Sirpa Pietikäinen

The urgency with which we need to try to halt climate change cannot be underestimated. Scientists have modelled the exponential rate at which climate change is advancing. And all evidence shows that it is advancing much faster than we had predicted. The melting of permafrost and of Artic ice shelves are examples of incidences that scientists predicted we would see in 2100, but they are in fact already occurring. Latest research doubts that we will meet our target of halting and reversing the warming of global temperatures by 2030.

Many people are already witnessing the impact of climate change in their everyday lives. Island states are seeing the rising sea levels encroaching their land. Other countries are witnessing severe droughts or heat waves. Communities are asking how they are meant to survive, when all water sources in a 50 kilometre range have dried up and disappeared.

Drought has also been identified as one of the root causes of the conflict in Syria. This conflict has so far resulted in over 5.6 million people fleeing their homes since 2011. The vast majority of these people have sought safety in neighbouring countries, Lebanon, Turkey and Jordan.

The pictures from refugee camps are of ordinary people, mothers, fathers, grandparents and children, who have been forced to leave their homes as a result of conflict or natural disaster. They are referred to as displaced persons, but that is just a label.

Displaced persons have the same fundamental human rights as all other persons. They are also people like any other people, hoping for security, peace, wellbeing for their kids - and a home.

A home is family and friends. Your home is your pets. Home are the things that have meaning to you. The things may not have monetary value. But they create a reference for your history and for who you are, a feeling of belonging and of continuity.

My father was a little boy when his family fled conflict, travelling into the night. When my paternal grandmother was forced to flee Vyborg, she took with her two photographs, a porcelain cutting board and a faience vase, which had been her wedding gift.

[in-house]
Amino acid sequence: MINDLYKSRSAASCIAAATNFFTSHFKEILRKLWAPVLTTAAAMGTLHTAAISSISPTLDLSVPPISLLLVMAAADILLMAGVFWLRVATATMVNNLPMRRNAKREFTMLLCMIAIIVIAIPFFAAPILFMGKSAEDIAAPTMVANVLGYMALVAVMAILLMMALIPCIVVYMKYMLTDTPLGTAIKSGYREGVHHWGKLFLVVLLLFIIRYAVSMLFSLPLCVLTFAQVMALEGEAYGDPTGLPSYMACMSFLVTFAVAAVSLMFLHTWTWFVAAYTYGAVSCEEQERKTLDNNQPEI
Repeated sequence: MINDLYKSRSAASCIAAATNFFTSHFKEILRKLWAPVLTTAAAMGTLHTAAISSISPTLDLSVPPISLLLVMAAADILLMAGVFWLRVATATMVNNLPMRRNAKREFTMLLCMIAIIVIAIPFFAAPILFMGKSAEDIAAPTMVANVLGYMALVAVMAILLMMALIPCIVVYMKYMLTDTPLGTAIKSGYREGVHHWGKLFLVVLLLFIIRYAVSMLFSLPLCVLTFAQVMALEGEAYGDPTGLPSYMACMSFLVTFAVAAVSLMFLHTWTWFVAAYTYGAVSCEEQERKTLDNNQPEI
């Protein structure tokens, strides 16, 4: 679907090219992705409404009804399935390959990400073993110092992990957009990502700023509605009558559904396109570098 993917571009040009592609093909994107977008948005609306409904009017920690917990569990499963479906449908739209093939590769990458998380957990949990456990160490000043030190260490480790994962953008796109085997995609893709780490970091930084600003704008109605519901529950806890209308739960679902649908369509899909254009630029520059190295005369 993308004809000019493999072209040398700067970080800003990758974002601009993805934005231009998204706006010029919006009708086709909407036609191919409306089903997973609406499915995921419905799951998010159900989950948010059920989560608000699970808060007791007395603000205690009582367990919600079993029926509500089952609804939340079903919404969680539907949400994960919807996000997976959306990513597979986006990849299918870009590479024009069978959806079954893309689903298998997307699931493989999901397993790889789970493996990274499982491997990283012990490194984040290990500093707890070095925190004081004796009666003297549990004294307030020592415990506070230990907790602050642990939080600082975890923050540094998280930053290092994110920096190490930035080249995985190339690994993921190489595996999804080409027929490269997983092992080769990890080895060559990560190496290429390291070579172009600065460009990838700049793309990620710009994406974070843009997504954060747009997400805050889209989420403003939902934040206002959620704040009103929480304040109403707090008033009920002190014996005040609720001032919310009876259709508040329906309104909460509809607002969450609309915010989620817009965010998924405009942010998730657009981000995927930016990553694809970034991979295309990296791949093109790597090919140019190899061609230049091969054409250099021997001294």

These items, which I have now inherited, are very valuable to me. Others may not immediately identify their value, as they are not significantly beautiful or expensive items. Nevertheless, if I had to flee my home, these are the same items that I would also bring with me. These items have taken on a new meaning as they have passed down through generations. They signify “home” to me.

Setting up home again in a new place, whether forcibly or by choice, can be done. New things, places and people can take on new meanings and create a new or second home. Sometimes this means having to adopt new routines and new ways of doing things. However, we should not forcibly have to give up everything we brought with us that have signified home for us. Things or customs, even small ones, can provide comfort and consolation. They can help bridge old and new homes.

Where something is received as a gift for a new home, at its best it can create a memory of a welcoming gesture or friendly supporting hand, which can be a foundation for the creation of a new home. This is something each one of us has the power to gift to a new neighbour, be they coming from near or far. 

 

Sirpa Pietikäinen is a Finnish Member of the European Parliament. As a member of Kansallinen Kokoomus she represents the European People’s Party.